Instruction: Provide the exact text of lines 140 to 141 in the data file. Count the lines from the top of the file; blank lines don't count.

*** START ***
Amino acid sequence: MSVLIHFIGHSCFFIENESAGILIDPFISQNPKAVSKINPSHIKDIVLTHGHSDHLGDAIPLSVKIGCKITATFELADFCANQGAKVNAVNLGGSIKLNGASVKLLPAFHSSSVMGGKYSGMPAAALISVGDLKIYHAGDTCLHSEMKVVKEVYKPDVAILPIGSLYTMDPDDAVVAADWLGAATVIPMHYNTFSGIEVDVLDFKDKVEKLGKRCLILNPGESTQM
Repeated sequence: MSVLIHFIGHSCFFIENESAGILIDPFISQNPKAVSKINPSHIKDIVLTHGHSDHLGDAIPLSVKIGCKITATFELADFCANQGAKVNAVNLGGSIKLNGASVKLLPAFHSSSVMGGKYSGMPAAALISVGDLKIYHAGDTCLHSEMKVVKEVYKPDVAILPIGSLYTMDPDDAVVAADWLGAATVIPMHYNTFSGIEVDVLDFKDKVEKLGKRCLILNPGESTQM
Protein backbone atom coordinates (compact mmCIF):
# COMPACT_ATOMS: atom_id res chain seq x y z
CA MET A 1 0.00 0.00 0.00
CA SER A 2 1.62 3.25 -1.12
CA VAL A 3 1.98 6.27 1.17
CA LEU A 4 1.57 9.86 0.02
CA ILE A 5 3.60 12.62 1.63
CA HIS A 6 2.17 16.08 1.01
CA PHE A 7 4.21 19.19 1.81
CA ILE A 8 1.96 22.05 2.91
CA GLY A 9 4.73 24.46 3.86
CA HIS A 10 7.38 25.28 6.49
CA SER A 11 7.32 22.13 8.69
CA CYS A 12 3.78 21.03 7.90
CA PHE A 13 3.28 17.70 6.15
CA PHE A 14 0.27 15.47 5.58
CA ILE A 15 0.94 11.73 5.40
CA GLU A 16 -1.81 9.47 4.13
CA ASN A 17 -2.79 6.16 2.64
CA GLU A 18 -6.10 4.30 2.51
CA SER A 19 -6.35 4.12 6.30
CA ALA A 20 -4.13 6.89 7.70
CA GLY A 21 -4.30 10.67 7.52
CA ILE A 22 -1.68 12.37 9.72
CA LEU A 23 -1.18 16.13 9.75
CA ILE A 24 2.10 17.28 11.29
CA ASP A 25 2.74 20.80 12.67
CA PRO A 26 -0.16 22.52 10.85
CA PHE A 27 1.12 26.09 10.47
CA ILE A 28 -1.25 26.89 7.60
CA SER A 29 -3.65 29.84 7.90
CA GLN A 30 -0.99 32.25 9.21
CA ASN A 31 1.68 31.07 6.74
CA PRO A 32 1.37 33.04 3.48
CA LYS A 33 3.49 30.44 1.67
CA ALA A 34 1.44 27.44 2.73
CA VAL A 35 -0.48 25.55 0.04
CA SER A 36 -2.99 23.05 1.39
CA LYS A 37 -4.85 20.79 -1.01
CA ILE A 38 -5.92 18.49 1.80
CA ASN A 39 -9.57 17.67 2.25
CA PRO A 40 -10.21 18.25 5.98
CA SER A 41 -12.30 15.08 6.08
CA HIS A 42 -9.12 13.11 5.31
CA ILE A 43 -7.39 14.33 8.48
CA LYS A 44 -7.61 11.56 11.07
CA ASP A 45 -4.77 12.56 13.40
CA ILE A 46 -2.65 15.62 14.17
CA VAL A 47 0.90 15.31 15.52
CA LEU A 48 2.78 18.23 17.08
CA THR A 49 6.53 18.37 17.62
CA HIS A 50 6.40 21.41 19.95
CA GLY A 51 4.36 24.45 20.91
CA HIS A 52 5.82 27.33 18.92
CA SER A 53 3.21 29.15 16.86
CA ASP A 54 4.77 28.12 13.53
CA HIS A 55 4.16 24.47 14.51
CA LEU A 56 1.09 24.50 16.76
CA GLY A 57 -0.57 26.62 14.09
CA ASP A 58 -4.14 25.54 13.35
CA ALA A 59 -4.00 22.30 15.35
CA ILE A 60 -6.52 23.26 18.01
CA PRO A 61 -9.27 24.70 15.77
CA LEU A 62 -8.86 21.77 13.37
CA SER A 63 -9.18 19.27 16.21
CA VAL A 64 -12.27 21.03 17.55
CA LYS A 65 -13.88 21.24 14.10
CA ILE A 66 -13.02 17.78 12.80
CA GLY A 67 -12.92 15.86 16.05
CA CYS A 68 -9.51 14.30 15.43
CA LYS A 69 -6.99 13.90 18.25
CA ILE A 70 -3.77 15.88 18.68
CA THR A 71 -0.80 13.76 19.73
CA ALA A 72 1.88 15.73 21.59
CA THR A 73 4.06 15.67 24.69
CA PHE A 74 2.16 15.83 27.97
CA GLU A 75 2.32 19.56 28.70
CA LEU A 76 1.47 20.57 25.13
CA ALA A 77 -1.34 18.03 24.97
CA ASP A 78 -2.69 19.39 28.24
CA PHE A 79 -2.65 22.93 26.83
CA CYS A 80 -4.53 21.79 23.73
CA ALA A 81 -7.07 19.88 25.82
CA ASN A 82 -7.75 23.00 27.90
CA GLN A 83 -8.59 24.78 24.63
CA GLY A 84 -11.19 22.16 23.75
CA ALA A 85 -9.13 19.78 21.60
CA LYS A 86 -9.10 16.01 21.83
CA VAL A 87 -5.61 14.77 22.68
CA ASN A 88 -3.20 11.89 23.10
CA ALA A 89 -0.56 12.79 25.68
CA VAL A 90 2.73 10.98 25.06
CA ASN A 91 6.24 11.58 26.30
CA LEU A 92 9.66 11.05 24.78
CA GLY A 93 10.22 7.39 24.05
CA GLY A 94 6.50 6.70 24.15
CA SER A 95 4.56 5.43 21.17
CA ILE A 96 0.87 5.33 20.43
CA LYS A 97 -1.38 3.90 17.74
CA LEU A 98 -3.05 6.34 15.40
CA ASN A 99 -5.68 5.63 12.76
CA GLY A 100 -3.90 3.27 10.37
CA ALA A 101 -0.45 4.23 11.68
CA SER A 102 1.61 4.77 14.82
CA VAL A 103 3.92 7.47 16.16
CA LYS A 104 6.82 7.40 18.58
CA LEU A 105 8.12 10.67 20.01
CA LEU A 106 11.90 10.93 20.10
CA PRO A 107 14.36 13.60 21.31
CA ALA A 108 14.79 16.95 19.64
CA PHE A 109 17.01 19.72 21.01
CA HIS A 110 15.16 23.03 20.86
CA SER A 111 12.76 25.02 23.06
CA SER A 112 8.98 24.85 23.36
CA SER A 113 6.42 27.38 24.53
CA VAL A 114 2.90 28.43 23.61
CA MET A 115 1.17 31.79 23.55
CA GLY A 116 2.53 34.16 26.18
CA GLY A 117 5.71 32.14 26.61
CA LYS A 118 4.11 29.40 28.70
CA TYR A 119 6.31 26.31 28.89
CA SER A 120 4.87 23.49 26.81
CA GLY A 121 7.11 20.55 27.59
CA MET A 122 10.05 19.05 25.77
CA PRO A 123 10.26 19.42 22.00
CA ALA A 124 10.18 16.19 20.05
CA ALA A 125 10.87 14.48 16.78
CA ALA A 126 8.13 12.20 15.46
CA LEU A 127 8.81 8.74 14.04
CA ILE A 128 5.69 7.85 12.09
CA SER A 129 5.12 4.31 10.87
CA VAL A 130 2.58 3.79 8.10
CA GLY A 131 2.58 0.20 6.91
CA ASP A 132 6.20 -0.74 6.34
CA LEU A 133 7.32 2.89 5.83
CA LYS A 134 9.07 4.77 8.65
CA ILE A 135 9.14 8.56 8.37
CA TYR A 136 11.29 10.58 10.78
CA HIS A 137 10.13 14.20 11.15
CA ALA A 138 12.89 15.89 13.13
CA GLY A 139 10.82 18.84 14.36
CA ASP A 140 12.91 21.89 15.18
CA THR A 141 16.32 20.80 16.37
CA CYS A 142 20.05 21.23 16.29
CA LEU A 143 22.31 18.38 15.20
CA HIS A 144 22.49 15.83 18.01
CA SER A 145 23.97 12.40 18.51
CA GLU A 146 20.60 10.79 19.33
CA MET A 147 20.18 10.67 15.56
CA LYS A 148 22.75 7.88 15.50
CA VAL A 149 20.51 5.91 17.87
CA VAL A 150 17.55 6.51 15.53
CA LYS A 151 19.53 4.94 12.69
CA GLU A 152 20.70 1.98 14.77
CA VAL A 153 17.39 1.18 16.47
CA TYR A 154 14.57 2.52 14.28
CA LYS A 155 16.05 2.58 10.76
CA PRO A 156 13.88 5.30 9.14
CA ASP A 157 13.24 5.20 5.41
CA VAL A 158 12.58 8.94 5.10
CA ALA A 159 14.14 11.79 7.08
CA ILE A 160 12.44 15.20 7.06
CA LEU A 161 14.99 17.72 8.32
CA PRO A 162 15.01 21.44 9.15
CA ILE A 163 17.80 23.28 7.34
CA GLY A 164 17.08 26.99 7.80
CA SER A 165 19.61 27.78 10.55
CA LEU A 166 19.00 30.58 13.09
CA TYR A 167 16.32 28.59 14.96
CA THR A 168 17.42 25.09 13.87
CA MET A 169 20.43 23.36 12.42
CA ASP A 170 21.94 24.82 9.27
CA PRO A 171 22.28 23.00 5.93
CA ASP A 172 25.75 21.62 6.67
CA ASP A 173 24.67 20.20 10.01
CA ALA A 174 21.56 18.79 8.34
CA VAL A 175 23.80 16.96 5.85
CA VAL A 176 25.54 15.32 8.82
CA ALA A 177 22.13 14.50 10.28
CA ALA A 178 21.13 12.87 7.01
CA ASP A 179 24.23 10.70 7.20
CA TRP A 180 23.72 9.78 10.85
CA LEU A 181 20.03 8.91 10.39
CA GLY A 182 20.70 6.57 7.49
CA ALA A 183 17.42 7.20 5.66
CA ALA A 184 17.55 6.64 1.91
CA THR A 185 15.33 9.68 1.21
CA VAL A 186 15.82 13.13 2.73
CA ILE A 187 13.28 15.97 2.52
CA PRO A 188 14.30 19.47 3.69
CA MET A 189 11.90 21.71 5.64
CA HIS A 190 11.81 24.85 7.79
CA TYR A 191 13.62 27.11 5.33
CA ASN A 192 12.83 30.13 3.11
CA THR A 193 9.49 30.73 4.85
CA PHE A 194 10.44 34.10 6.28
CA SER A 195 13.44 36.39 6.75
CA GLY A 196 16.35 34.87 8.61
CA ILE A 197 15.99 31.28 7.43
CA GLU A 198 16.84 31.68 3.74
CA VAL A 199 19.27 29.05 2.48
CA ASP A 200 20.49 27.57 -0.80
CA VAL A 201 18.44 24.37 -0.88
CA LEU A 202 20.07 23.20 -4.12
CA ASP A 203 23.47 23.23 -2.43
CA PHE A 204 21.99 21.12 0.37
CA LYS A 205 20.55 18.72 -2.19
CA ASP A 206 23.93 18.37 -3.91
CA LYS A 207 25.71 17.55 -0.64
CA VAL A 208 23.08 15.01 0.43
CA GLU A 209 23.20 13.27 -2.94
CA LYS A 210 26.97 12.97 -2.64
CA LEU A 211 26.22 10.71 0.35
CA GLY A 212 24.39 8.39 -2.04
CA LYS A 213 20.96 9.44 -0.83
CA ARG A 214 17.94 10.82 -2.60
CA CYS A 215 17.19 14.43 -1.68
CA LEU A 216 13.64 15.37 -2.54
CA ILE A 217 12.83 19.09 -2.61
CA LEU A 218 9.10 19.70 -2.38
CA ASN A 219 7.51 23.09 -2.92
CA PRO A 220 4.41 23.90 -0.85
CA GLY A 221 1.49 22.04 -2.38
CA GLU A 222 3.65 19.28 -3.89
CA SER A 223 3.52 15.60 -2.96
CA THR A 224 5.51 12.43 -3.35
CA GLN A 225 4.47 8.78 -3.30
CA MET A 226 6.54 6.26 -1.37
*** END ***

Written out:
CA TYR A 136 11.29 10.58 10.78
CA HIS A 137 10.13 14.20 11.15